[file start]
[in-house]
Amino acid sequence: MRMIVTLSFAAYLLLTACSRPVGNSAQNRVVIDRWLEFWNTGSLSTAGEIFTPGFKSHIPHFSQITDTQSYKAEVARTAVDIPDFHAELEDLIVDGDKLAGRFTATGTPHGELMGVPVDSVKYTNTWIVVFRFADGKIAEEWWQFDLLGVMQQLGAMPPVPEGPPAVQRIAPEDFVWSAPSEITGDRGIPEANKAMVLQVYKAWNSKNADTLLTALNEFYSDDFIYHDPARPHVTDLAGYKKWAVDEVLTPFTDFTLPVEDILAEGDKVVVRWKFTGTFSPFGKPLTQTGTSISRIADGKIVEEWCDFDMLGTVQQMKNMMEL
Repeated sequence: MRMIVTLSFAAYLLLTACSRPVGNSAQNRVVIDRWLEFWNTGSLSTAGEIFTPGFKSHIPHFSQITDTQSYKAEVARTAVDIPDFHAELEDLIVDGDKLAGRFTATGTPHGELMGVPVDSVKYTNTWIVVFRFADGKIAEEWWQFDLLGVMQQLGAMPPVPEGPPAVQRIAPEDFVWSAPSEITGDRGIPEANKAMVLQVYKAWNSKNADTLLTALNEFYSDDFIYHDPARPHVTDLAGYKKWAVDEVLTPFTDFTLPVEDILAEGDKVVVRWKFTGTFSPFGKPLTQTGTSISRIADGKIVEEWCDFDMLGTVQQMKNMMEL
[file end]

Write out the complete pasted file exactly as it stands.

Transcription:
[in-house]
Amino acid sequence: MRMIVTLSFAAYLLLTACSRPVGNSAQNRVVIDRWLEFWNTGSLSTAGEIFTPGFKSHIPHFSQITDTQSYKAEVARTAVDIPDFHAELEDLIVDGDKLAGRFTATGTPHGELMGVPVDSVKYTNTWIVVFRFADGKIAEEWWQFDLLGVMQQLGAMPPVPEGPPAVQRIAPEDFVWSAPSEITGDRGIPEANKAMVLQVYKAWNSKNADTLLTALNEFYSDDFIYHDPARPHVTDLAGYKKWAVDEVLTPFTDFTLPVEDILAEGDKVVVRWKFTGTFSPFGKPLTQTGTSISRIADGKIVEEWCDFDMLGTVQQMKNMMEL
Repeated sequence: MRMIVTLSFAAYLLLTACSRPVGNSAQNRVVIDRWLEFWNTGSLSTAGEIFTPGFKSHIPHFSQITDTQSYKAEVARTAVDIPDFHAELEDLIVDGDKLAGRFTATGTPHGELMGVPVDSVKYTNTWIVVFRFADGKIAEEWWQFDLLGVMQQLGAMPPVPEGPPAVQRIAPEDFVWSAPSEITGDRGIPEANKAMVLQVYKAWNSKNADTLLTALNEFYSDDFIYHDPARPHVTDLAGYKKWAVDEVLTPFTDFTLPVEDILAEGDKVVVRWKFTGTFSPFGKPLTQTGTSISRIADGKIVEEWCDFDMLGTVQQMKNMMEL